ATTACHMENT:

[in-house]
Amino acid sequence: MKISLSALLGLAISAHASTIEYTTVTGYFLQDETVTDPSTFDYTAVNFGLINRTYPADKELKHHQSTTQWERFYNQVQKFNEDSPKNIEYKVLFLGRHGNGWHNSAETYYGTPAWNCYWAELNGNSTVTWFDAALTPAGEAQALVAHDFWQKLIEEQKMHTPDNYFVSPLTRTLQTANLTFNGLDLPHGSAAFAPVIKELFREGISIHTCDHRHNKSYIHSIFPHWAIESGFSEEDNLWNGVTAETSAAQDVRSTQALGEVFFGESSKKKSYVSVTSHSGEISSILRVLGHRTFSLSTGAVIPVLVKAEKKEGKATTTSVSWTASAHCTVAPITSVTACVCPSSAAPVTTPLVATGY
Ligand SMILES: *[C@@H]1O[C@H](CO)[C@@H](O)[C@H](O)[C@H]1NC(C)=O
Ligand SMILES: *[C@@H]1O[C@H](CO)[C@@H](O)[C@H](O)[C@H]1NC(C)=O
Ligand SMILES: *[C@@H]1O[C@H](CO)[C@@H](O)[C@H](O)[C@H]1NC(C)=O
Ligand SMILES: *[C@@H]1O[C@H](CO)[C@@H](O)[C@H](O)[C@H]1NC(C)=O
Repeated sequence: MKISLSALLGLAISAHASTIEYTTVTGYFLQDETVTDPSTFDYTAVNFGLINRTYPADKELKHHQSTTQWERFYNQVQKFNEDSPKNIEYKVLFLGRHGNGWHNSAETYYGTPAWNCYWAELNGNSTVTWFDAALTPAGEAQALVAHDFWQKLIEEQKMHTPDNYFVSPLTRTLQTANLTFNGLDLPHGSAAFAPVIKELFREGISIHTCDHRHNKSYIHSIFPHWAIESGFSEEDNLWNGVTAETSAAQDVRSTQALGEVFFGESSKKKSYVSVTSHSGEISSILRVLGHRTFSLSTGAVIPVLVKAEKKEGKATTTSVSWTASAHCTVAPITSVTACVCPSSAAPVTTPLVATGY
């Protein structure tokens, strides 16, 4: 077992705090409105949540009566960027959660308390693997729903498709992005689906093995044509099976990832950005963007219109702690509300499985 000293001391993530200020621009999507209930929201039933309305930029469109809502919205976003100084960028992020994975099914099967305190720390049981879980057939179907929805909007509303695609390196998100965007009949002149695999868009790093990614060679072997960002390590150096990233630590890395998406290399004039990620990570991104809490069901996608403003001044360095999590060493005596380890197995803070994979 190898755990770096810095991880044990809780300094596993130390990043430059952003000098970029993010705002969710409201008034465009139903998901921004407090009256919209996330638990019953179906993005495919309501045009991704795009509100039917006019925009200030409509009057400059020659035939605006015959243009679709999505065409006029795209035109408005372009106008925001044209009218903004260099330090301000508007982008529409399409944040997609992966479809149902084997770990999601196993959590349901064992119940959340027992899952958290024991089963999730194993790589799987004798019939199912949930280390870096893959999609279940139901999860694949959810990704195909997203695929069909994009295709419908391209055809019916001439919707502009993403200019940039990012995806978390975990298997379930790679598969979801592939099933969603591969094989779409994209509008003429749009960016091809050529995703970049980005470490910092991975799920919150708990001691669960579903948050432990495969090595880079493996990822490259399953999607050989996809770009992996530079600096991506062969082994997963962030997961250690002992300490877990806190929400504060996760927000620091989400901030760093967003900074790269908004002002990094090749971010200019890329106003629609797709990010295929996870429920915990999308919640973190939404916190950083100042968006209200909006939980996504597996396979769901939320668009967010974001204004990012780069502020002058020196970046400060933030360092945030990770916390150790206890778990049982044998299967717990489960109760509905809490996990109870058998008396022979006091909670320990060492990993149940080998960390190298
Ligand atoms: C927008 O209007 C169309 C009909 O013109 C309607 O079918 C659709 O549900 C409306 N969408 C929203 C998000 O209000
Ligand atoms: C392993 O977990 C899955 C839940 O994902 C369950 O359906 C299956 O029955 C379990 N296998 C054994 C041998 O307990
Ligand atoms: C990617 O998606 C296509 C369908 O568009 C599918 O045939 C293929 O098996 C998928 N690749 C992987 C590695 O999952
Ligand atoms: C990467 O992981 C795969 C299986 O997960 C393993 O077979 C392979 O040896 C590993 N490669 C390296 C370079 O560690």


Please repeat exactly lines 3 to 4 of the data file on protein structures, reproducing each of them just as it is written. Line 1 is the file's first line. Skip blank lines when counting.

Ligand SMILES: *[C@@H]1O[C@H](CO)[C@@H](O)[C@H](O)[C@H]1NC(C)=O
Ligand SMILES: *[C@@H]1O[C@H](CO)[C@@H](O)[C@H](O)[C@H]1NC(C)=O